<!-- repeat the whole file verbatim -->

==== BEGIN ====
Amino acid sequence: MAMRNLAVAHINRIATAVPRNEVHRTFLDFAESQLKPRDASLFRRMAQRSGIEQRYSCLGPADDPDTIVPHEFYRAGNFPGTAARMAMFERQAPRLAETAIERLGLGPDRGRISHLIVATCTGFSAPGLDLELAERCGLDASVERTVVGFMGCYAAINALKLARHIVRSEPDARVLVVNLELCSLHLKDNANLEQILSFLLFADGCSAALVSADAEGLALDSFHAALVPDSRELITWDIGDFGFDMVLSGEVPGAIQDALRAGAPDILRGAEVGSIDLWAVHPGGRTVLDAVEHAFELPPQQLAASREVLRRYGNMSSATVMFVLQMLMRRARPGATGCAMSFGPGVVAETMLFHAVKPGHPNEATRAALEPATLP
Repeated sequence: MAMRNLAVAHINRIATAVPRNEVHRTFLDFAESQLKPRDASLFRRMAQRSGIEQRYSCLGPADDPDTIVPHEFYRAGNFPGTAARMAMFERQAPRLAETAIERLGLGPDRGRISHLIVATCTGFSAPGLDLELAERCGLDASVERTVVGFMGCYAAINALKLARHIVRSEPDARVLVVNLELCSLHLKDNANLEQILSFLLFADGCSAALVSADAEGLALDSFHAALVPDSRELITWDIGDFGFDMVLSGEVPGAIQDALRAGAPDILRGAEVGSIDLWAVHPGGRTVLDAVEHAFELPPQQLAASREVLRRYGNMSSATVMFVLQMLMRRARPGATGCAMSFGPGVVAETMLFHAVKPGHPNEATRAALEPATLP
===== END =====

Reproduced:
Amino acid sequence: MAMRNLAVAHINRIATAVPRNEVHRTFLDFAESQLKPRDASLFRRMAQRSGIEQRYSCLGPADDPDTIVPHEFYRAGNFPGTAARMAMFERQAPRLAETAIERLGLGPDRGRISHLIVATCTGFSAPGLDLELAERCGLDASVERTVVGFMGCYAAINALKLARHIVRSEPDARVLVVNLELCSLHLKDNANLEQILSFLLFADGCSAALVSADAEGLALDSFHAALVPDSRELITWDIGDFGFDMVLSGEVPGAIQDALRAGAPDILRGAEVGSIDLWAVHPGGRTVLDAVEHAFELPPQQLAASREVLRRYGNMSSATVMFVLQMLMRRARPGATGCAMSFGPGVVAETMLFHAVKPGHPNEATRAALEPATLP
Repeated sequence: MAMRNLAVAHINRIATAVPRNEVHRTFLDFAESQLKPRDASLFRRMAQRSGIEQRYSCLGPADDPDTIVPHEFYRAGNFPGTAARMAMFERQAPRLAETAIERLGLGPDRGRISHLIVATCTGFSAPGLDLELAERCGLDASVERTVVGFMGCYAAINALKLARHIVRSEPDARVLVVNLELCSLHLKDNANLEQILSFLLFADGCSAALVSADAEGLALDSFHAALVPDSRELITWDIGDFGFDMVLSGEVPGAIQDALRAGAPDILRGAEVGSIDLWAVHPGGRTVLDAVEHAFELPPQQLAASREVLRRYGNMSSATVMFVLQMLMRRARPGATGCAMSFGPGVVAETMLFHAVKPGHPNEATRAALEPATLP